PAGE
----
There is one summary for H.R.2917. Bill summaries are authored by CRS.

Shown Here:
Introduced in House (06/25/2015)

End Purchase of Firearms by Dangerous Individuals Act of 2015

This bill requires each state to establish a reporting system through which mental health professionals may report information about an individual committed to a mental institution who poses a danger to himself/herself or others or an individual who communicates a serious threat of physical violence against another individual.

The legislation requires states to provide mental health records to the National Instant Criminal History Background Check System (NICS) for use in determining whether a person is disqualified from possessing or receiving a firearm. It sets forth provisions to ensure maintenance and removal of records, inclusion of an appeals process, and re-evaluation of disqualifications for individuals under age 18.

The bill also requires states to establish a process related to temporary involuntary commitment of individuals at mental health facilities.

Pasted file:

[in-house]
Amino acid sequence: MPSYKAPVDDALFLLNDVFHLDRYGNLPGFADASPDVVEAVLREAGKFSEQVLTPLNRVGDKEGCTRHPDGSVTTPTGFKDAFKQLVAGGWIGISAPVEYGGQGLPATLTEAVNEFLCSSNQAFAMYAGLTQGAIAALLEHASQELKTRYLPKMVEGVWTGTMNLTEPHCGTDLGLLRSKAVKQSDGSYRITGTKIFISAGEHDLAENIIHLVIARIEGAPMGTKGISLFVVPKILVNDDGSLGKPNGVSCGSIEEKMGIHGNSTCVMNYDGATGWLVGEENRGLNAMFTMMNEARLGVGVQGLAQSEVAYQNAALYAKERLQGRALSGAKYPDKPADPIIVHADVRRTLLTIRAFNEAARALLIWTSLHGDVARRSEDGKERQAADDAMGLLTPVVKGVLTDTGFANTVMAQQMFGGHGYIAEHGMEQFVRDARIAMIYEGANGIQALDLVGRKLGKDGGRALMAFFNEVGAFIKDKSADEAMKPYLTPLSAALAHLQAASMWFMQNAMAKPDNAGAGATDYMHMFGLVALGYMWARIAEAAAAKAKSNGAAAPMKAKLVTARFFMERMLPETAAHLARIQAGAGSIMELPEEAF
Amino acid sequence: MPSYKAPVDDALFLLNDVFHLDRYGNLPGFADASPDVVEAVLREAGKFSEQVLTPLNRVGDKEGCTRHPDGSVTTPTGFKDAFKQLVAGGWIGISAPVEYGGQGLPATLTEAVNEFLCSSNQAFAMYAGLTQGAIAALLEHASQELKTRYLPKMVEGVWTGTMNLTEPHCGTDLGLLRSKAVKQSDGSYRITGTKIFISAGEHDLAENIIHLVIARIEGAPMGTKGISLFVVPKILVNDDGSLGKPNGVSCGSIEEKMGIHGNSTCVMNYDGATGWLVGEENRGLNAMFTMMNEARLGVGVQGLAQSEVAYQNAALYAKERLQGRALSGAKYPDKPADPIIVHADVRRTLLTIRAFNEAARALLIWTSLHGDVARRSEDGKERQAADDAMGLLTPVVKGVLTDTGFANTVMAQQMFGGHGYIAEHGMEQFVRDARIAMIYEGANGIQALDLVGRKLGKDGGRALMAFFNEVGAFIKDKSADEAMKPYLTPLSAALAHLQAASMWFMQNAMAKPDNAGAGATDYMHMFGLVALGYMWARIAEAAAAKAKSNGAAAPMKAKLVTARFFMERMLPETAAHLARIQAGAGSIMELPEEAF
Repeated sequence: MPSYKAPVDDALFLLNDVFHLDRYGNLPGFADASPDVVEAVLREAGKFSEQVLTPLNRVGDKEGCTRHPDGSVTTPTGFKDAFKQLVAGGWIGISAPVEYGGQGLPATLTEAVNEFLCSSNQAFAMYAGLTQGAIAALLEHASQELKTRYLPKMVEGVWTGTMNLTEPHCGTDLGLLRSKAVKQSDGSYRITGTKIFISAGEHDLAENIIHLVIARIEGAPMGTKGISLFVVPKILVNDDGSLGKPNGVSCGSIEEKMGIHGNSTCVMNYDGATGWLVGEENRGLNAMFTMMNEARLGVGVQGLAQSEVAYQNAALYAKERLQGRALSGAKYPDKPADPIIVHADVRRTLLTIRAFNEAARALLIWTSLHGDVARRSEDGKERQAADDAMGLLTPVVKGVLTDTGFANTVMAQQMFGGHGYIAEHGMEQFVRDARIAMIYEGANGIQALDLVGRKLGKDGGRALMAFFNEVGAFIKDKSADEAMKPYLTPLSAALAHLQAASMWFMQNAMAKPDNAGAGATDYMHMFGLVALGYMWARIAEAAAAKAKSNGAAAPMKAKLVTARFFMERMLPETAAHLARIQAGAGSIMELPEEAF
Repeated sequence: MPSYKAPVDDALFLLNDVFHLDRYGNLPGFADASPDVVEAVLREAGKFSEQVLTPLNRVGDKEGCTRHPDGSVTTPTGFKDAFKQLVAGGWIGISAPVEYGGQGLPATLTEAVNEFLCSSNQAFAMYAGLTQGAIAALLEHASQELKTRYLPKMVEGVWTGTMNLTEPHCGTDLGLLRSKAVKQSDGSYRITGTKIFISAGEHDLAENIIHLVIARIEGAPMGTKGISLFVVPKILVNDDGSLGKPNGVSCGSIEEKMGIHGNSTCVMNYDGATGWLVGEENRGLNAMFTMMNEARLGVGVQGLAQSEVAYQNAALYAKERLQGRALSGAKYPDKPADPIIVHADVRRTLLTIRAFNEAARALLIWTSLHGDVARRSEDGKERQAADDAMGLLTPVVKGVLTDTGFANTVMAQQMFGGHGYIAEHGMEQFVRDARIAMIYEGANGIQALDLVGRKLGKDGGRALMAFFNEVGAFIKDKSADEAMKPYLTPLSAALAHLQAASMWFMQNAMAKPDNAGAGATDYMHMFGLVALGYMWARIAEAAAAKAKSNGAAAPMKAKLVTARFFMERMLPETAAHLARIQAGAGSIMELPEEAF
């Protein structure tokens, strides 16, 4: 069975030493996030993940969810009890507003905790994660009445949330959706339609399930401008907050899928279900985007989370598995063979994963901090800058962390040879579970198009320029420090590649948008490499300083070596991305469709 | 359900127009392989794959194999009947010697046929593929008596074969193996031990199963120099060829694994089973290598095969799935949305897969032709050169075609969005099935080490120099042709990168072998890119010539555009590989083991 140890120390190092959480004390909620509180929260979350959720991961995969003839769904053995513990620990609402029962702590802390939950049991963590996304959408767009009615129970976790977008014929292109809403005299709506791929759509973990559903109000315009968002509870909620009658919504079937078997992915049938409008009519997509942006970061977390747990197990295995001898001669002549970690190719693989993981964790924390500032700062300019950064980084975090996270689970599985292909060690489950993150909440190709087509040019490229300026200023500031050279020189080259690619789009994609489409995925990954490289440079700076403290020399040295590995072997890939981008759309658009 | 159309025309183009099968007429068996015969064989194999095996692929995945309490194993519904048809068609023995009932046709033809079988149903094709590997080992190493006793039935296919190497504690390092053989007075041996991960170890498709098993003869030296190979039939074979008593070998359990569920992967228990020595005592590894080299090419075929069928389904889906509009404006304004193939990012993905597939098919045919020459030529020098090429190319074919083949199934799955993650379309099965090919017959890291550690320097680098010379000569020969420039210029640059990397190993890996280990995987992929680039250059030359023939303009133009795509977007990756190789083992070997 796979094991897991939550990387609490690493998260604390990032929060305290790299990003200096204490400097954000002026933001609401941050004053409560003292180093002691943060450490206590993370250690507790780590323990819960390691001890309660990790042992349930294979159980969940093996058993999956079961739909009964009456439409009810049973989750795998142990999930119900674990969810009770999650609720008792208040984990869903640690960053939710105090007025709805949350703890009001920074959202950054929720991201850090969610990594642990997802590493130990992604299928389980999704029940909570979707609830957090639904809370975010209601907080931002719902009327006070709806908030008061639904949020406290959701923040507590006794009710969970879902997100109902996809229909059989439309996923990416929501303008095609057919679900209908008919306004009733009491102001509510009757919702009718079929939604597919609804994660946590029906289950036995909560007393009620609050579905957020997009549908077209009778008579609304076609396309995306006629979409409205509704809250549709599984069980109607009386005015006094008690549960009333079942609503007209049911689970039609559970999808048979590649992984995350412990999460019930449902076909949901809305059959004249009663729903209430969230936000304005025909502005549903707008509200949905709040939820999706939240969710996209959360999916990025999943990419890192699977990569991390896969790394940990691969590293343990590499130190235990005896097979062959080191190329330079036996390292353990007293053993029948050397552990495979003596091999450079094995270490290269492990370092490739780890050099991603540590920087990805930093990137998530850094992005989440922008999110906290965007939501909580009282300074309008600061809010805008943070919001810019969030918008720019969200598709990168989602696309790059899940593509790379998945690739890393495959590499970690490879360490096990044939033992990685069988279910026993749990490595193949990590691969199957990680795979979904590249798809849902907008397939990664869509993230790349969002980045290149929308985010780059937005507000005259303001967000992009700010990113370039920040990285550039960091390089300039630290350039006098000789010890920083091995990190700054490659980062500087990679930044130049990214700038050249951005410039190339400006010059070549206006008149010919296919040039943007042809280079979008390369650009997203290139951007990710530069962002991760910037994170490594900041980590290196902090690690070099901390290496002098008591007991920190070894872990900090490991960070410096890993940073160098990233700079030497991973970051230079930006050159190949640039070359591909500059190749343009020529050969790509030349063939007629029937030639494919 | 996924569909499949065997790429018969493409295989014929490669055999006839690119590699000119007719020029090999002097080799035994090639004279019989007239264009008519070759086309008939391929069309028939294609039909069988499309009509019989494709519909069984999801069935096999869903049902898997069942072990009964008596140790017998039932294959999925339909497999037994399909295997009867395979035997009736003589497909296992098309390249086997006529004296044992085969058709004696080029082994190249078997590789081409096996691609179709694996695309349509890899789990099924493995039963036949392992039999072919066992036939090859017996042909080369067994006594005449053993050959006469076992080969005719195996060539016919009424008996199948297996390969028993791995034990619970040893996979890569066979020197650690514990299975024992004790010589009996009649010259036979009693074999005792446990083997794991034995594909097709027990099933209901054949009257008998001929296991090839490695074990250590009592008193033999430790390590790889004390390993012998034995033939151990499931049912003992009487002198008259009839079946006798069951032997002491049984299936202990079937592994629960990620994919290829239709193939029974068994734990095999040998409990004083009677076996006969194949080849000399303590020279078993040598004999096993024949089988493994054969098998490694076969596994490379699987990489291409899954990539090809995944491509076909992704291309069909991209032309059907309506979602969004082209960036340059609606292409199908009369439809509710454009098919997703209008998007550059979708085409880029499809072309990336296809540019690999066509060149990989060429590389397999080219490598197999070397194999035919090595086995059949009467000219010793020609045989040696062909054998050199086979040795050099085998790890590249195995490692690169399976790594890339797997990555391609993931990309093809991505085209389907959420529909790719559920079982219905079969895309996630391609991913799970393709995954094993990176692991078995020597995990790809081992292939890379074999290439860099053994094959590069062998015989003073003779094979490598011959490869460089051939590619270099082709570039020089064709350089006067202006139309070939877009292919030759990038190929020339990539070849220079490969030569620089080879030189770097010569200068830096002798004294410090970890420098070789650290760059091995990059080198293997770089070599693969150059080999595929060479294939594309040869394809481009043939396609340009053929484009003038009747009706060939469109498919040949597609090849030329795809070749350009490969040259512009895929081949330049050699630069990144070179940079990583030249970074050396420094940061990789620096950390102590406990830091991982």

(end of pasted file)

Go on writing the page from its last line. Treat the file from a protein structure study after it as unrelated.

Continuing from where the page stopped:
The Department of Justice (DOJ) must report annually to Congress on states' progress implementing the reporting systems. The bill authorizes DOJ to reduce a state's formula grant allocation under the Edward Byrne Memorial Justice Assistance Program for failing to comply.

It directs the Department of Health and Human Services (HHS) to establish guidelines for state reporting systems and state processes regarding temporary involuntary commitment. HHS must also establish a process to certify state compliance.

The bill amends the federal criminal code to expand the prohibition against selling firearms or ammunition to persons committed to any mental institution to include persons who communicate to a mental health professional a serious threat to commit an act of violence.

Miscellaneous provisions clarify the treatment of individuals temporarily involuntarily committed by a state process, limit civil liability for mental health professionals who fail to report, establish criteria for determining dangerousness, and require a comprehensive study of state statutes that require mental health professionals to directly report certain individuals into state firearm prohibition databases. 

The bill replaces various statutory references to persons adjudicated as a "mental defective" with persons adjudicated as "ineligible due to disqualifying mental status."